Hello, my name is Clarissa, and I am a member of Shincheonji.
A Dying Hope
My journey began back a few years ago. I was about 22 years old and wrapping up my last stretch of city college. I recently made up my mind to transfer to a school 400 miles away to pursue a film degree. I had hopes of breaking into the entertainment industry. Less for fame, somewhat for money, but mainly because I had a hope that if I joined this glamorous world and changed it from inside out–if I made films that represented me, that challenged all the “-isms” of the world–that perhaps the world could truly begin to be a better place. It was a dying hope, but it was all I had.
You see, I grew up Baptist, like most of my family before me. I spent the better part of my life in the church, and sunk into as many ministries my grandmother could feasibly enlist me in. I was familiar with the phrase, “Put your hope in God.” “Put everything in God.” “Trust in God.”
My “Shameful” Questions
But how could I have hope in a God that would condemn the people I loved outside of the church, my closest friends who were atheists? How could I trust in a God who condoned the suffering of anyone? How could I put “my everything” in a God that I barely understood?
When I asked these things to the leaders around me — quietly, as if I was sharing a shameful secret by having these questions — the answers were always the same. ‘“You don’t have enough faith. Read the Bible more. Pray on it.” And the results were always the same: nothing.
I drifted from faith at that time, very easily. I entered adulthood and decided if this mysterious God wasn’t going to fix the horrors of the world, then I would, in whatever way I could. I felt drawn to the movie industry and threw myself into it, using it as a bandaid to stem the bleeding hope I had in humanity.
And that time, in 2015, was exactly when my journey to God started.
My First Invitation to Shincheonji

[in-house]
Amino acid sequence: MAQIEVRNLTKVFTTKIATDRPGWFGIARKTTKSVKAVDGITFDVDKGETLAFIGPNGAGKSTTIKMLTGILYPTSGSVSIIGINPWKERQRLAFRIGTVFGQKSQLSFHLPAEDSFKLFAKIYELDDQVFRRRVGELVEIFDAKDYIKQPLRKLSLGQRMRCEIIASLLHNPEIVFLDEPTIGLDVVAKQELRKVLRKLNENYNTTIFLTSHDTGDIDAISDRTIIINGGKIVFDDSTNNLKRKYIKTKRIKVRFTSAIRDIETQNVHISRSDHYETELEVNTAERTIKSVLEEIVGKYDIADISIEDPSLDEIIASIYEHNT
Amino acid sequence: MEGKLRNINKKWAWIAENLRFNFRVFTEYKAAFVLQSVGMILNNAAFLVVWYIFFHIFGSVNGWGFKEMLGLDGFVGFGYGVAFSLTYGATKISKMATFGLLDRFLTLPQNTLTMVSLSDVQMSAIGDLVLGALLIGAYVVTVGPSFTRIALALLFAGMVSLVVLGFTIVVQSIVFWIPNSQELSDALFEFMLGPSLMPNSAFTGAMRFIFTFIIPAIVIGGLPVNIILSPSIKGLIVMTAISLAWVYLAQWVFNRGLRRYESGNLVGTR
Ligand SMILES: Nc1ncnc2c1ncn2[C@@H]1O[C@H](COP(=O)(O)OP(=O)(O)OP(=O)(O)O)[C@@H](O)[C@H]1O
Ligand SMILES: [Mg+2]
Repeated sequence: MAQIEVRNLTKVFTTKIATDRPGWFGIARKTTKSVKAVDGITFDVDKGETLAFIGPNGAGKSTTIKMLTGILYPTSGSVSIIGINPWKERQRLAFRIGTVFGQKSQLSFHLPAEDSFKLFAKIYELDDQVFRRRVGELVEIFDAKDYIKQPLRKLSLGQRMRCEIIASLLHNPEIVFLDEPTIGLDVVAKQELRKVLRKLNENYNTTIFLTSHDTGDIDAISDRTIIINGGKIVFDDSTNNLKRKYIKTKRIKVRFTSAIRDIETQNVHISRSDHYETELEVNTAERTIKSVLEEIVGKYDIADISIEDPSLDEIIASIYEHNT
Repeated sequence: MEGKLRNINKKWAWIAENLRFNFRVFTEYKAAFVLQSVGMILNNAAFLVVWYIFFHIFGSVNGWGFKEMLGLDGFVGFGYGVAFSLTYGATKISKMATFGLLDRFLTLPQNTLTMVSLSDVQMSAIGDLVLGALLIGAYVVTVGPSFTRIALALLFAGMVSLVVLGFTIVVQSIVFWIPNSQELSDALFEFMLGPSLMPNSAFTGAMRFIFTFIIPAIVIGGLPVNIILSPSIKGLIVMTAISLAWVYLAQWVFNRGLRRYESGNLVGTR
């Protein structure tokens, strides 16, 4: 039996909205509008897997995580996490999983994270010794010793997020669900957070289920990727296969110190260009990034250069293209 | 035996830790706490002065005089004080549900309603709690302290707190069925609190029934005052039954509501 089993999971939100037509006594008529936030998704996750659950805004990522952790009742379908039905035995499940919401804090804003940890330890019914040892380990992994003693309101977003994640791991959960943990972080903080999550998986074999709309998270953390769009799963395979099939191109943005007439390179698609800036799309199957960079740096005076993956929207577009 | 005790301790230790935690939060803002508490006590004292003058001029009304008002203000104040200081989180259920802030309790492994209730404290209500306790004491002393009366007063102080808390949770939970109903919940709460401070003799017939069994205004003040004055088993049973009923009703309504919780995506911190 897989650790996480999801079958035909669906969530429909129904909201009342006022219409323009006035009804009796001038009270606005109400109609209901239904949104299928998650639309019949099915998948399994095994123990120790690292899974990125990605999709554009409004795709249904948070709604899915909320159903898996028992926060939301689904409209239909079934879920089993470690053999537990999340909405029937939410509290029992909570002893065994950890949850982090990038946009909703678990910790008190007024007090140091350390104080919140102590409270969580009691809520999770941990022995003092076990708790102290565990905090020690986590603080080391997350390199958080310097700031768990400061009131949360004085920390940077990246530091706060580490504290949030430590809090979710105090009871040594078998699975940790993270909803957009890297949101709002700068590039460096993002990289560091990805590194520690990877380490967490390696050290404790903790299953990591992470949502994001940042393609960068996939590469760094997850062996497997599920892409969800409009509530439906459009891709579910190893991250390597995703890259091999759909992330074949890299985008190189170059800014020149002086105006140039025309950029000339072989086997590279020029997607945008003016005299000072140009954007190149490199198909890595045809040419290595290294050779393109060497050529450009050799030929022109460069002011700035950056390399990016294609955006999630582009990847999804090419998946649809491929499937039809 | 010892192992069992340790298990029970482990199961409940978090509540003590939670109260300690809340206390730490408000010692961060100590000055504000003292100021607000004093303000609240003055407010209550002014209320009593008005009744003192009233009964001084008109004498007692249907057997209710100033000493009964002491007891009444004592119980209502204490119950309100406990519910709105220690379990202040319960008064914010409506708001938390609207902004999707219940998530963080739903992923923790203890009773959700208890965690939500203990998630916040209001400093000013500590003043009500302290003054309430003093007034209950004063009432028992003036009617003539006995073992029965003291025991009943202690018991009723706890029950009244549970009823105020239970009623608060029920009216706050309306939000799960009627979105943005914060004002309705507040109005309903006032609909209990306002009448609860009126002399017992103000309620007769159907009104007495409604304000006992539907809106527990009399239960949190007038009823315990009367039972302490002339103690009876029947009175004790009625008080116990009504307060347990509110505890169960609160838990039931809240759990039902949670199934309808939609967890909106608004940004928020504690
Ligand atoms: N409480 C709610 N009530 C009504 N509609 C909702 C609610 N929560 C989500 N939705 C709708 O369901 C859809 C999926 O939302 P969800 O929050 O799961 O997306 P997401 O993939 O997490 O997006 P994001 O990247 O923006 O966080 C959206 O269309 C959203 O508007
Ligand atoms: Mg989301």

I came across a member of Shincheonji at that time, which of course, I had no idea back then. She approached me at my city college, told me about a Christian scavenger hunt she was doing. I still called myself a believer, if only out of habit, and agreed to answer her questions. It blossomed into a conversation about my dim and nearly dead faith, the questions that pushed me there, and the pain I wanted to remove from the world. She nodded along and smiled–she had been there herself. Then she told me the questions I had, the fleeting hope I was chasing, was found in the Bible.
So I began meeting her in a little Bible study group. We spent an hour, twice a week in a coffee shop, to pour over the Bible. But to be frank, my heart wasn’t in it. When it came time to move to the Bay to begin university, I decided once again, Scripture wasn’t for me and tried severing ties.
But my mentor was persistent, and she let me know there was another Bible study opening up near where I was going to school. At the time, I ignored most of her invitations. However, curiosity eventually won out, and I joined one of the meetings without thinking much of it.
Being Absent from God
Today, though, I know God allowed me to move so that I’d enter this study and actually begin learning who He was.
I was not an ideal student, to be frank. Nor was I an ideal believer. College was the exact distraction the film world depicted, as the many distracts present in college made me put little effort into the Bible study.
Yet no matter how absent I was, how reserved and closed off I acted, or how arrogant, the believers working there didn’t give up on me.
The teacher didn’t stop requesting to meet me, offering lunch and deep talks about school and my life goals, guiding me through lessons I had only half-listened to. For them, the hope that they had in even just one soul being healed, transformed by God’s word, was enough motivation. For an entire year, they poured genuine care and guidance into me that even my sorority hadn’t shown.
For a year, I learned who God actually is. It took that long because so many of my previous ideas had to be broken down. Where had I gotten this idea that God approved of suffering? Why did I think He didn’t want to save all of His creation? Where in Scripture did it say that God was not working, every single hour, to heal our sins and bring this world back to Him?
A Renewed Hope in Fixing the World
In this way, not only was my knowledge of the Bible completely remade, but so was I. The hope I wanted to chase was no longer in “fixing” a broken world. I understood, through God’s very Word, how He planned to restore all things. And with the people who had become my family beside me, I learned of a greater purpose that God was calling me to carry out. Because of that very transformation, this true hope became my life.
Now, my hope remains. It has grown even. I now hope that just as I have come to understand the Father, the world will as well. I have faith in this and I know, truly, where that faith comes from. I have added to this hope that as I am now truly working to help the world, the world will be willing to listen.
Shincheonji has been called “malicious” and negative in many ways. But that has not been my experience, or that of the spiritual family around me. For me, it has brought purpose and joy into my life. If you have heard negative things abbot Shincheonji, perhaps, like myself, you all will be willing to put those ideas down for a moment and see in a new light.